In 2011, Tyson's newfound career was documented for Animal Planet's Taking on Tyson. He told the Los Angeles Times that the sport was just as "competitive and intense as boxing." Unfortunately, it's not cheap. It's unclear how much Tyson spent over the course of his pigeon career, but estimates point to thousands. According to The Local, just three of Tyson's racing pigeons cost €15,000 (about $17,776 USD), but he doesn't seem to sweat the major price tag. "Make a pigeon your friend and you'll never be lonely," he told The Times.

Carl Lewis' retirement into showbiz led to ridicule

Nine-time Olympic gold medalist Carl Lewis retired from the track in 1997 and jumped into showbiz. The star was still competing when he embarked on a singing career that became almost as infamous as Shaq's brief stint as a rapper. According to Athletics Weekly, Lewis recorded an album in 1985 that he admitted "wasn't bad ... it just wasn't good." His notorious attempt to sing the national anthem before a 1993 NBA finals game may have been even worse. It cemented him in shame among the ranks of terrible star-spangled singers like Roseanne Barr, who almost derailed her comedy career after grabbing her crotch while singing the anthem in 1990.

Post retirement, Lewis had what can only be described as a failed acting career. If he weren't already a famous athlete, he'd probably still be waiting tables looking for his next gig. His highlights included a part in 2003's Alien Hunter, which didn't even warrant a Rotten Tomatoes rating, and 2007's Tournament of Dreams, which didn't warrant a critical rating either but hit cult status with a 100% audience score.

After that, Lewis tried to pull an Arnold Schwarzenegger and parlay his public notoriety into a political career. According to Athletics Weekly, he ran for the state Senate in New Jersey but was "forced to withdraw" because he "spent more time in California" than in the Garden State. Lewis reportedly told a Houston daily that he only ran because he was "bored." You truly can't win them all.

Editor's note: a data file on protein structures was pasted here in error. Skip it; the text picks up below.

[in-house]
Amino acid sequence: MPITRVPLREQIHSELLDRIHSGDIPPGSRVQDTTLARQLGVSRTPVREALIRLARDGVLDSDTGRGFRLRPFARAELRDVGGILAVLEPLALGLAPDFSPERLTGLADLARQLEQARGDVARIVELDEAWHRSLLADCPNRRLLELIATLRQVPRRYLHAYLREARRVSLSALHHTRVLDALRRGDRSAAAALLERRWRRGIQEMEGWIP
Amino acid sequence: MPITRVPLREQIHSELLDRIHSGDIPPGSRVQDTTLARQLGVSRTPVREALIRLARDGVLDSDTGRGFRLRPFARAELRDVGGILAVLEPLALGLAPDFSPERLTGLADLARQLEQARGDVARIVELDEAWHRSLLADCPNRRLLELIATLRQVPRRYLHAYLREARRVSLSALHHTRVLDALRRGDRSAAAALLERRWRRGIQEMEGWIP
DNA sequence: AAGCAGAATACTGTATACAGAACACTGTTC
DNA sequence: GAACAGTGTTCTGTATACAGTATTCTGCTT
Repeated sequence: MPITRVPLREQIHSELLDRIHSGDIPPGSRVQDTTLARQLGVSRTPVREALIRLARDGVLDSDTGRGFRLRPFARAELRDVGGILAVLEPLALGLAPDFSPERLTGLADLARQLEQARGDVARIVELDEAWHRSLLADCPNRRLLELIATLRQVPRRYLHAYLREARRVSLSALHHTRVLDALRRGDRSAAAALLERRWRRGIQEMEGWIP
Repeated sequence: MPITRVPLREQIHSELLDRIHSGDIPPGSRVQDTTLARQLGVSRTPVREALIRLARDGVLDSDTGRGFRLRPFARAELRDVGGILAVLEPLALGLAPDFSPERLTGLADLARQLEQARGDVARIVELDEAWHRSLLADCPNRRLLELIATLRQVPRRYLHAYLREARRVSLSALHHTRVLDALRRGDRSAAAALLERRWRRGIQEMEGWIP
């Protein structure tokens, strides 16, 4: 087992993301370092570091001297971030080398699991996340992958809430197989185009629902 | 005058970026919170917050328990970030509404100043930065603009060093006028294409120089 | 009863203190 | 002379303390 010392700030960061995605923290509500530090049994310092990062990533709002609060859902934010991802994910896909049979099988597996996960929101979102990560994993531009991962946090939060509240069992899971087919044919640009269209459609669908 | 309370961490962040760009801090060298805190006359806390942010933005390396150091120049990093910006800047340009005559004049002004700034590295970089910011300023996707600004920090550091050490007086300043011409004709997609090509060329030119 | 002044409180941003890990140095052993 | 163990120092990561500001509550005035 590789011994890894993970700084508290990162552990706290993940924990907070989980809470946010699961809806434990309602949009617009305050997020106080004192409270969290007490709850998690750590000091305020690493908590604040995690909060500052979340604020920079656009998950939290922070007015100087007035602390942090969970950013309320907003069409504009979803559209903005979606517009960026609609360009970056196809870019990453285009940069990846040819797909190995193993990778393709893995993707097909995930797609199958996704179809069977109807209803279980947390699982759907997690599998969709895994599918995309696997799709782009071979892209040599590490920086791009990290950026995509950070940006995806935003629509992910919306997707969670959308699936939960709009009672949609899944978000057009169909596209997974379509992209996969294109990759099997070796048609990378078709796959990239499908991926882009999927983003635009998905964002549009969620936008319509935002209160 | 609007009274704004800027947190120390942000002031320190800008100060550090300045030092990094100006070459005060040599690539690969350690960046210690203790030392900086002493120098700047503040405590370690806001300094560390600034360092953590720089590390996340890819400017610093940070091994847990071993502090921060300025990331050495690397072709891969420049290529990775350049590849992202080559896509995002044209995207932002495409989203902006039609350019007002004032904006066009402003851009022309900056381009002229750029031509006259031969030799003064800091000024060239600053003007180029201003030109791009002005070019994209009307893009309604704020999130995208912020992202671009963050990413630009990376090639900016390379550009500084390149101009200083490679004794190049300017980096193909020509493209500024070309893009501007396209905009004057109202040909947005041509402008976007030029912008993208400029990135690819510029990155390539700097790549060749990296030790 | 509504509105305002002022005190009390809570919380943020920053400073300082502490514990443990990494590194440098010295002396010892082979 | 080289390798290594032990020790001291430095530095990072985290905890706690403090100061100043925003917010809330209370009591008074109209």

Dennis Rodman's post-NBA diplomatic foibles

Since retiring from the NBA in 2000, Dennis Rodman has taken on an unlikely political career. How much of that is actually paid is yet to be seen. It all began when the former Chicago Bull formed an unlikely friendship with North Korean dictator Kim Jong Un. Of all people to be friends with, right?

According to The Washington Post, Rodman first flew to the authoritarian state to meet "Dear Leader" in 2013. The dictator is reportedly a big fan of the '90s Chicago Bulls, as are most millennials who grew up watching the sport. Following the trip to Pyongyang, the former NBA star claimed Jong Un was his "friend for life" but refused to accept the title of diplomat. He changed his tune during the Trump administration as tensions rose, most evident by the politicians' public button measuring contest in 2018.

In 2019, Rodman took it upon himself to help mediate Trump's second summit with Kim in Vietnam — or at least offered help. In a Twitter letter reposted "From The Desk Of Dennis K. Rodman," the star dubbed himself the "Ambassador of Goodwill to North Korea" and urged Trump to use his "continued friendship" with Kim for "our Nation's benefit." According to The New York Times, that meeting re-opened the discussion of a new nuclear deal, which ultimately wasn't very fruitful as North Korea later promised to increase its nuclear capabilities in 2020. If only Trump had listened to "Ambassador" Rodman.

Nobody likes a snitch, Jose Canseco